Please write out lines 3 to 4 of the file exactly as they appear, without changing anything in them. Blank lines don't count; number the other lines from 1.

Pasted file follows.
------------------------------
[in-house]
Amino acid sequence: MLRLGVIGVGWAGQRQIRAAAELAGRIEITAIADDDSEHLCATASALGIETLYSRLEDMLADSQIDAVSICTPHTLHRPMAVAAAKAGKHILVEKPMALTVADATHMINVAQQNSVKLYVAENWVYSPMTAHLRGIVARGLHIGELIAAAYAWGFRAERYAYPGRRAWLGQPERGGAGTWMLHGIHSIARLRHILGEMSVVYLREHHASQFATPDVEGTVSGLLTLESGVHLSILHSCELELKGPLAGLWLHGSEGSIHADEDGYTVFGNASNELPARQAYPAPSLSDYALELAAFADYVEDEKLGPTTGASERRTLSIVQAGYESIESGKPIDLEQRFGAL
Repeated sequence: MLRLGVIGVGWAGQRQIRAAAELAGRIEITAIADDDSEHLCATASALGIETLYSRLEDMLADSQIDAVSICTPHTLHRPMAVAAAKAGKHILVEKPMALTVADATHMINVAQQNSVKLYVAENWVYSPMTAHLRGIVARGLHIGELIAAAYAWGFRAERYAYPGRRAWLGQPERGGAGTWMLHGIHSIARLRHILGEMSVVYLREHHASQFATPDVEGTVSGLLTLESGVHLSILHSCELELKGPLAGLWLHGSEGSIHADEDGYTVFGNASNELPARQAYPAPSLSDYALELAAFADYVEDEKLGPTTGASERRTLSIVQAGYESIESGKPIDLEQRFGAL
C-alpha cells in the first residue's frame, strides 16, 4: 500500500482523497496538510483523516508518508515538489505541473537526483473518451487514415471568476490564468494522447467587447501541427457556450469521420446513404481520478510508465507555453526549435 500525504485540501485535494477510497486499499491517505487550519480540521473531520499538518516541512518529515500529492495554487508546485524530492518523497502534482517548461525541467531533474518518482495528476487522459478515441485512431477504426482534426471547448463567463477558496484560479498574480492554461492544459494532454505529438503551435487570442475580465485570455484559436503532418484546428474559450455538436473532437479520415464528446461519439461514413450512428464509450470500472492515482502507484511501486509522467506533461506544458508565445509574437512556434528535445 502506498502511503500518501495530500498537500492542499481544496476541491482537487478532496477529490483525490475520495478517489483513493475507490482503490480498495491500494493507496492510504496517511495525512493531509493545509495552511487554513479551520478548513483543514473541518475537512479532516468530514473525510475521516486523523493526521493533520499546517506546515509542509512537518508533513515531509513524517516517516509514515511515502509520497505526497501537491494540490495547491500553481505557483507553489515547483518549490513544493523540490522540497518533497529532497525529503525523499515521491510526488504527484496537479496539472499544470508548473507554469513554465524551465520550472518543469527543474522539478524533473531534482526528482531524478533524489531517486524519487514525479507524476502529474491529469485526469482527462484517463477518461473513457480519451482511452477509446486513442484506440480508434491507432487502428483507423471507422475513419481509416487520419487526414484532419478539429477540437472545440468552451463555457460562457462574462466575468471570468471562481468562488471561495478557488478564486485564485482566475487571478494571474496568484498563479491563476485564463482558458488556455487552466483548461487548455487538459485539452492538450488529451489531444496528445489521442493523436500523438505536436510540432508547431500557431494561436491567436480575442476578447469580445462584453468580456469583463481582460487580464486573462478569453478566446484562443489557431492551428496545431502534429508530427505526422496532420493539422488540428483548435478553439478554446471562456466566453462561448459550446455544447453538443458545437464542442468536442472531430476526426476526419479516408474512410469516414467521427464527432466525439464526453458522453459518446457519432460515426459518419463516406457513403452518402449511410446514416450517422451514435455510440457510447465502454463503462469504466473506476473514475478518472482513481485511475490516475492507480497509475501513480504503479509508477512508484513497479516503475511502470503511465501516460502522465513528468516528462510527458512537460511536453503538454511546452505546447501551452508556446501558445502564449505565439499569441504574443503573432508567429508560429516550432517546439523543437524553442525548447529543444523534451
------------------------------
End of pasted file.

Repeated sequence: MLRLGVIGVGWAGQRQIRAAAELAGRIEITAIADDDSEHLCATASALGIETLYSRLEDMLADSQIDAVSICTPHTLHRPMAVAAAKAGKHILVEKPMALTVADATHMINVAQQNSVKLYVAENWVYSPMTAHLRGIVARGLHIGELIAAAYAWGFRAERYAYPGRRAWLGQPERGGAGTWMLHGIHSIARLRHILGEMSVVYLREHHASQFATPDVEGTVSGLLTLESGVHLSILHSCELELKGPLAGLWLHGSEGSIHADEDGYTVFGNASNELPARQAYPAPSLSDYALELAAFADYVEDEKLGPTTGASERRTLSIVQAGYESIESGKPIDLEQRFGAL
C-alpha cells in the first residue's frame, strides 16, 4: 500500500482523497496538510483523516508518508515538489505541473537526483473518451487514415471568476490564468494522447467587447501541427457556450469521420446513404481520478510508465507555453526549435 500525504485540501485535494477510497486499499491517505487550519480540521473531520499538518516541512518529515500529492495554487508546485524530492518523497502534482517548461525541467531533474518518482495528476487522459478515441485512431477504426482534426471547448463567463477558496484560479498574480492554461492544459494532454505529438503551435487570442475580465485570455484559436503532418484546428474559450455538436473532437479520415464528446461519439461514413450512428464509450470500472492515482502507484511501486509522467506533461506544458508565445509574437512556434528535445 502506498502511503500518501495530500498537500492542499481544496476541491482537487478532496477529490483525490475520495478517489483513493475507490482503490480498495491500494493507496492510504496517511495525512493531509493545509495552511487554513479551520478548513483543514473541518475537512479532516468530514473525510475521516486523523493526521493533520499546517506546515509542509512537518508533513515531509513524517516517516509514515511515502509520497505526497501537491494540490495547491500553481505557483507553489515547483518549490513544493523540490522540497518533497529532497525529503525523499515521491510526488504527484496537479496539472499544470508548473507554469513554465524551465520550472518543469527543474522539478524533473531534482526528482531524478533524489531517486524519487514525479507524476502529474491529469485526469482527462484517463477518461473513457480519451482511452477509446486513442484506440480508434491507432487502428483507423471507422475513419481509416487520419487526414484532419478539429477540437472545440468552451463555457460562457462574462466575468471570468471562481468562488471561495478557488478564486485564485482566475487571478494571474496568484498563479491563476485564463482558458488556455487552466483548461487548455487538459485539452492538450488529451489531444496528445489521442493523436500523438505536436510540432508547431500557431494561436491567436480575442476578447469580445462584453468580456469583463481582460487580464486573462478569453478566446484562443489557431492551428496545431502534429508530427505526422496532420493539422488540428483548435478553439478554446471562456466566453462561448459550446455544447453538443458545437464542442468536442472531430476526426476526419479516408474512410469516414467521427464527432466525439464526453458522453459518446457519432460515426459518419463516406457513403452518402449511410446514416450517422451514435455510440457510447465502454463503462469504466473506476473514475478518472482513481485511475490516475492507480497509475501513480504503479509508477512508484513497479516503475511502470503511465501516460502522465513528468516528462510527458512537460511536453503538454511546452505546447501551452508556446501558445502564449505565439499569441504574443503573432508567429508560429516550432517546439523543437524553442525548447529543444523534451